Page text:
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Any info on this?

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Cornish Jack19/05/2021 19:58:10
1219 forum posts
171 photos

A rummage in the "It'll come in handy one day" pile, produced the item in the piccies below. Ingenious, well made, probably one-off - anyone recognise it or similar?






Lee Rogers19/05/2021 20:11:53
176 forum posts

Is it made of Tuffnell ?

bricky19/05/2021 20:47:57
581 forum posts
68 photos

I wonder if it is a wire tentioner for supporting chain link fencing.I have used one many years ago and it has some similarity ,but that one had a lever instead of handle.


Nicholas Farr19/05/2021 20:53:07
3413 forum posts
1586 photos

Hi Bill, my guess it's a hand held wench, attach the hook that's fix to the frame to a post or a trailer for example and the other hook to whatever you what to move and then just wind in.

Regards Nick.

Bazyle19/05/2021 21:00:37
6377 forum posts
222 photos

Kind of neat idea. I wonder if it was the one sample made for marketing or patent application. Has teh look of something sold by small ads in car magazines in the fifties.

Jim Nic19/05/2021 21:02:30
388 forum posts
220 photos


The notion of winding in a hand held wench intrigues me no end.

Sorry, not normally pedantic but I couldn't resist.


bernard towers19/05/2021 21:31:24
685 forum posts
141 photos

BT ENGINEERINGused similar devices not with chain but wire rope and had portable tripods from which it was centrally hung. I think it was for large carriageway/ footway cover lifting

Jon Lawes19/05/2021 21:39:53
977 forum posts

I think we had one of these (or very similar) at an old workplace for lifting large manhole covers in a hangar floor.

Robert Atkinson 219/05/2021 21:50:40
1236 forum posts
20 photos

It looks like a small bomb hoist. Used for loading munitions into aircraft. fixed hook goes in loop on aircraft, chain to lug on bomb. Extended neck is needed to cler the body of the munition
Newer ones tend to be cable with within a tubular neck.

Robert G8rRPI

Nicholas Farr19/05/2021 22:07:50
3413 forum posts
1586 photos

Hi Jim, yes I suppose a hand held wench would intrigue you no end, sadly it should say winch, so I'm sorry your dreams won't be coming true just yet. devil

Regards Nick.

not done it yet19/05/2021 22:38:04
6874 forum posts
20 photos

Robert is spot on, I would think.

Cornish Jack19/05/2021 23:27:48
1219 forum posts
171 photos

Thank you to all for the replies. Yes, the body is Tufnol and very well made. Somewhat oddly, the inboard end of the chain has a bit of wire twisted on itself to bunch up the last three or four links but not secured to the body. I fitted a 3mm screw through the last link and fixed it inside.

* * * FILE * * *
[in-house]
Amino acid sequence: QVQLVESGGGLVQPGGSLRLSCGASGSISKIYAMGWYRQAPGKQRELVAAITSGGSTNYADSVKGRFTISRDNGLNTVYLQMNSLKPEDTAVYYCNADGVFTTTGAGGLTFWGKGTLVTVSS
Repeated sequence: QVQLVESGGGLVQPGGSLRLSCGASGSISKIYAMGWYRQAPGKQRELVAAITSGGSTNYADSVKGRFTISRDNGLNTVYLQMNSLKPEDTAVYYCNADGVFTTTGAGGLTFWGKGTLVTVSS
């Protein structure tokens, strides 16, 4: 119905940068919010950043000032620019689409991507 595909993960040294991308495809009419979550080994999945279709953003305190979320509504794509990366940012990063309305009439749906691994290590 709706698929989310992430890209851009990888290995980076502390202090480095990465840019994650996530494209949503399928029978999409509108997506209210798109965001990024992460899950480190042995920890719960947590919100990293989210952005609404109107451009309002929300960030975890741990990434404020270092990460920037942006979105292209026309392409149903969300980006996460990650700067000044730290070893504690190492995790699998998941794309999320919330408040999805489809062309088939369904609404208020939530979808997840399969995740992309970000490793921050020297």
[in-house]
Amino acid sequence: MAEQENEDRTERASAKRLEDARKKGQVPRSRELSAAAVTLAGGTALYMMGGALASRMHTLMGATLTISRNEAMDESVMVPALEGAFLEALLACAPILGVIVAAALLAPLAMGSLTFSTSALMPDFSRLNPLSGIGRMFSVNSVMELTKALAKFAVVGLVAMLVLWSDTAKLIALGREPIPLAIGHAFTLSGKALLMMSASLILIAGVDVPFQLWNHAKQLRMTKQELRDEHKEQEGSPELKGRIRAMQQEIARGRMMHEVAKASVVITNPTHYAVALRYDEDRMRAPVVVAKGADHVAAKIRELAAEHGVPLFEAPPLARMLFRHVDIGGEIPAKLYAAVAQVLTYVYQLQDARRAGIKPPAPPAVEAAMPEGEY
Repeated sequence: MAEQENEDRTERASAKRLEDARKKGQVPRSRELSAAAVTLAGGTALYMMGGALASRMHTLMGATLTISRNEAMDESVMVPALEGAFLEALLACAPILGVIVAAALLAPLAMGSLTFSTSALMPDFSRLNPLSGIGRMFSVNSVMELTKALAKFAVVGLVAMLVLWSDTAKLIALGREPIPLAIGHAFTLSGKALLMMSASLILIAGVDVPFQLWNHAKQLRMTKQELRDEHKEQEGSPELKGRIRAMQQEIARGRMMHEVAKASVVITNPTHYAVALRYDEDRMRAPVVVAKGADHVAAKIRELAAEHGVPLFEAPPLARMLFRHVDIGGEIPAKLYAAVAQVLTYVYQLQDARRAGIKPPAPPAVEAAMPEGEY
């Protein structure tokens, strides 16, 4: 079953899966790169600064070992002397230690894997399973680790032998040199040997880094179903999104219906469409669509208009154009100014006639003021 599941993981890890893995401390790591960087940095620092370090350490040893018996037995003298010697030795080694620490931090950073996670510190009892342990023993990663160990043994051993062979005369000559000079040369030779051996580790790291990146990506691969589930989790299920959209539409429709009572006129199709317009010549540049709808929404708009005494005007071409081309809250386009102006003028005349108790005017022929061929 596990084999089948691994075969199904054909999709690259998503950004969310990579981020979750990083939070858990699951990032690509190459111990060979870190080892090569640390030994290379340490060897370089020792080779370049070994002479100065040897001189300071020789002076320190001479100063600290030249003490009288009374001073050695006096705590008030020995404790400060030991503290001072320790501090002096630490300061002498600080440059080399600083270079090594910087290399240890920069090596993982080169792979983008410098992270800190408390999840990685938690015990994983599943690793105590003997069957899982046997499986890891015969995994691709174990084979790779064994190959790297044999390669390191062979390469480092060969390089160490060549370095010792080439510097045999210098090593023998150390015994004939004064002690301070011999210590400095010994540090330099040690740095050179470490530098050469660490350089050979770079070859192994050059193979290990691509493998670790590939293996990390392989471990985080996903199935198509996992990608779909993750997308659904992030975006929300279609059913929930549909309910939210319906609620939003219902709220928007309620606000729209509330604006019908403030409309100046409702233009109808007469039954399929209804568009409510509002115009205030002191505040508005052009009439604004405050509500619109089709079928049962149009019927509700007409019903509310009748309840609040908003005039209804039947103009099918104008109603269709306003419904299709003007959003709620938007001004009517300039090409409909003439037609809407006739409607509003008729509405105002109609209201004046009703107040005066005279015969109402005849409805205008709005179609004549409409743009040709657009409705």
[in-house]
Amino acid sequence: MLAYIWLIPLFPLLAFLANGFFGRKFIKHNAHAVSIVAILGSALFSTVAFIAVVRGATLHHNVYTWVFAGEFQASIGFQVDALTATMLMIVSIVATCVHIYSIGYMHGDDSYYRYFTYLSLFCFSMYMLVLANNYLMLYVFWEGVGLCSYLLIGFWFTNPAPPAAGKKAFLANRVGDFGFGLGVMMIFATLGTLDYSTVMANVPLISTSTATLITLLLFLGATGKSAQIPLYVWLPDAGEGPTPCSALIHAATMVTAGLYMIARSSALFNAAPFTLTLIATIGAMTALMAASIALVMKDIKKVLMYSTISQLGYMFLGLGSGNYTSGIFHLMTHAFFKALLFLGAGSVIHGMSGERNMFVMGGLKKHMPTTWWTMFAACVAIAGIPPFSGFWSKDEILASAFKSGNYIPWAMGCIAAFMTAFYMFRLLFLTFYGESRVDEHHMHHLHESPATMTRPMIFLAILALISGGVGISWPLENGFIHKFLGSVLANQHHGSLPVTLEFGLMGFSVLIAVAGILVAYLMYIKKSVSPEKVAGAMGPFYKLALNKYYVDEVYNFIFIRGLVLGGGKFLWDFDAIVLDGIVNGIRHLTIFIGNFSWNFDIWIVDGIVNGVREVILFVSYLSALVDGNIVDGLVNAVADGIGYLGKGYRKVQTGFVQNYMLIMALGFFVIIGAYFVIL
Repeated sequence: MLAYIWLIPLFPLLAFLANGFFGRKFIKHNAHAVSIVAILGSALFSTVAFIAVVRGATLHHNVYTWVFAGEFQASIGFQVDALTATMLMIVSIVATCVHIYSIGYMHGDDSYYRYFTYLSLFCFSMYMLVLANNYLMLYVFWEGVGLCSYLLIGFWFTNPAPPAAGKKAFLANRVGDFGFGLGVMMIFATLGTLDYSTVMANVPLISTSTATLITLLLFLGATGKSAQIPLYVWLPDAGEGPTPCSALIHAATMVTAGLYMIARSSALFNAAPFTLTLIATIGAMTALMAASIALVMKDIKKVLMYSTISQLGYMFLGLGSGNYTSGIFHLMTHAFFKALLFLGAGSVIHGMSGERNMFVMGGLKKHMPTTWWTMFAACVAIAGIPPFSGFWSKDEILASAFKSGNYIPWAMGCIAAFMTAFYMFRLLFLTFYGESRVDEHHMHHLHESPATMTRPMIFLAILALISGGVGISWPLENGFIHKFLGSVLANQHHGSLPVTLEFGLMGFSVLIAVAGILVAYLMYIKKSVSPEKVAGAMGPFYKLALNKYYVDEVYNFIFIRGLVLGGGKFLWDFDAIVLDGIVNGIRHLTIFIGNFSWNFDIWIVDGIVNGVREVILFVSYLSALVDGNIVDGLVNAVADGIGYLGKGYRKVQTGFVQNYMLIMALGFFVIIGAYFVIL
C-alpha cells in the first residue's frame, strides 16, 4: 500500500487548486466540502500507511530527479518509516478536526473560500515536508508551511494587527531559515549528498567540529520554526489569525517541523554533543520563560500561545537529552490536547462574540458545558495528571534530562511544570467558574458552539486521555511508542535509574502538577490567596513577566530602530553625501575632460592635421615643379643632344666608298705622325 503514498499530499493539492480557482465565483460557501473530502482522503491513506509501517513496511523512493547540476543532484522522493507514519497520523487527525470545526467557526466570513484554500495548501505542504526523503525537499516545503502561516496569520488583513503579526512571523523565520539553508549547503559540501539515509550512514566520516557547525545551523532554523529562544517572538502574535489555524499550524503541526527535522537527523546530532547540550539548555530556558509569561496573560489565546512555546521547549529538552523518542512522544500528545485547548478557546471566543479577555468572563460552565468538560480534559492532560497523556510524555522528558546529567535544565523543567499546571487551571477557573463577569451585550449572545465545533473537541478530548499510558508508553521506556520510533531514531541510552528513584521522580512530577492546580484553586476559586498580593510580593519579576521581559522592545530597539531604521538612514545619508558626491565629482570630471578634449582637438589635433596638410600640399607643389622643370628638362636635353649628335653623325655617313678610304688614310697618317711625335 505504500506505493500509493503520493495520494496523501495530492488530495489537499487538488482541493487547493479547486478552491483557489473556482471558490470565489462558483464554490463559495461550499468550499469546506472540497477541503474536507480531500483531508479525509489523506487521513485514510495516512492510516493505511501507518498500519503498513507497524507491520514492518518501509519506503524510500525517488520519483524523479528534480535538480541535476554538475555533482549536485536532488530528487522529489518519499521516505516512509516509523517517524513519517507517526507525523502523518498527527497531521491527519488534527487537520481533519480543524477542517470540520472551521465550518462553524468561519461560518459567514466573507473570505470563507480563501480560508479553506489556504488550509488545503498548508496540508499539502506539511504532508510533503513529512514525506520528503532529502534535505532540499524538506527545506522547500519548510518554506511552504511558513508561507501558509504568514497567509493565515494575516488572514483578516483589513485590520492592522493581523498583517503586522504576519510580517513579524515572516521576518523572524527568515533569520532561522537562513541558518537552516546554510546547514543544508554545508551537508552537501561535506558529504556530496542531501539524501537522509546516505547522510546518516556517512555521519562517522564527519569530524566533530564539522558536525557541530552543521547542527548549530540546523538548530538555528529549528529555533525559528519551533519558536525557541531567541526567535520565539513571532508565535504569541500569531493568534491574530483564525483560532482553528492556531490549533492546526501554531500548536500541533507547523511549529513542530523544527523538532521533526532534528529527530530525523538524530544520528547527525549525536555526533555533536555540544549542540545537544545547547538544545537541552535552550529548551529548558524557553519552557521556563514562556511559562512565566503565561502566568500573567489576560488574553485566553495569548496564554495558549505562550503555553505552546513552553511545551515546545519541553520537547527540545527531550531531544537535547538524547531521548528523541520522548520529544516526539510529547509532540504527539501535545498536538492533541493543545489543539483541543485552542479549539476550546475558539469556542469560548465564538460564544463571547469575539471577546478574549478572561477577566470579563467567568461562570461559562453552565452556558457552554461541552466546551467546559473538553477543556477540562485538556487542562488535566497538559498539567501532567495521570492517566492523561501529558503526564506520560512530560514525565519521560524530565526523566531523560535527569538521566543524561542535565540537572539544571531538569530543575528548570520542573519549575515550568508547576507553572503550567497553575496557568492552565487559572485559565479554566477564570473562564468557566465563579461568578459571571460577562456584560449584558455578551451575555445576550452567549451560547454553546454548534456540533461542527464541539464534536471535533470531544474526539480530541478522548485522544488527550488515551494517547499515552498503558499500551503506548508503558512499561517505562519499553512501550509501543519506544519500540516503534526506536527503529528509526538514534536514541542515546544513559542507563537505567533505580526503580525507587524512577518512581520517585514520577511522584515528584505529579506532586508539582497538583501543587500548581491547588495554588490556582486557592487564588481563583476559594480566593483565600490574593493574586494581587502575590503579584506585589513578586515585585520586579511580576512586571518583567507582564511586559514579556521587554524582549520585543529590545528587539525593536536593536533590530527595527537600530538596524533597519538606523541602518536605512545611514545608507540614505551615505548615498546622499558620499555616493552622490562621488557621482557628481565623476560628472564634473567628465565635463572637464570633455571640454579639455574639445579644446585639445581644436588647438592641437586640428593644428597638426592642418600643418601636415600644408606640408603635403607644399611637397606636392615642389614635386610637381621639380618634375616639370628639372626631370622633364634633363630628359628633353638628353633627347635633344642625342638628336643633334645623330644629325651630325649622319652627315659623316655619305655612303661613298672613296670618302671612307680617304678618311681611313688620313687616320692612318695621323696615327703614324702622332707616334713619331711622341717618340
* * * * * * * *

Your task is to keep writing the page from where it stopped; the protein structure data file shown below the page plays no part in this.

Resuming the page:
The small bomb hoist sounds very plausible

Thanks again



not done it yet20/05/2021 07:22:59
6874 forum posts
20 photos

Only “plausible”? Check out how its done even nowadays! Plenty of examples on the net showing armaments being fitted to war planes.

larry phelan 120/05/2021 08:15:33
1190 forum posts
15 photos

Yes indeed, there,s nothing wrong with having a lusty wench around the workshop !cheeky

John Reese22/05/2021 01:46:37
1038 forum posts

It is unfortunate there is confusion between wench and winch. One is associated with pleasure and the other with work.

Nicholas Farr22/05/2021 07:34:11
3413 forum posts
1586 photos
Posted by John Reese on 22/05/2021 01:46:37:

It is unfortunate there is confusion between wench and winch. One is associated with pleasure and the other with work.

Hi John, but you can get a workout with both of them, i.e. you could have a wench as a running partner on your daily jog. wink 2

Regards Nick.

SillyOldDuffer22/05/2021 10:19:46
8859 forum posts
1994 photos

I wondered if it's for pulling a telephone line or power cable up to the crossbar on top of a pole. Possibly, with the long chain attached to the cable in the ground, the linesman braced the squared edge of the winch against the crossbar and hauled the heavy cable up. The ratchet allows him to gather breath!

If a lineman's tool, it dates back to men doing everything with ladders. The chaps repairing overhead power cables in the village recently used a cherry picker.


Cornish Jack22/05/2021 10:36:27
1219 forum posts
171 photos

NDIY - only "plausible" because of the construction method.

Most Service equipment I used or came into contact with was either of exceptional quality or built like the proverbial outhouse ! This is well made, but not of the highest quality - the output feed roller and the internal chain termination, for example.

From memory, the 'real thing' was metal and the extension was tubular.



Rik Shaw22/05/2021 11:00:21
1484 forum posts
398 photos

This looks very similar to a gadget that our platoon WO2 invented in the sixties.

A major problem back then was that the Centurion tank engine needed to be tilted before it could be lifted out by one of our gibbed half track recovery vehicles. Until then the job involved a lot of time, crow bars, brute force, sweat, bad language and more than a degree of luck.

Jim's tilting solution saved all that but more importantly, the engine change was done much quicker. He deserved the award the army gave him.


Farmboy22/05/2021 13:11:02
170 forum posts
2 photos

Just a thought, as I've never seen anything like it: If used in the conventional way, held in the left hand and cranked with the right, the chain comes out at the top so the device would rise with whatever it was lifting; the opposite to any conventional winch I've seen. Could it have been used to pull something down?

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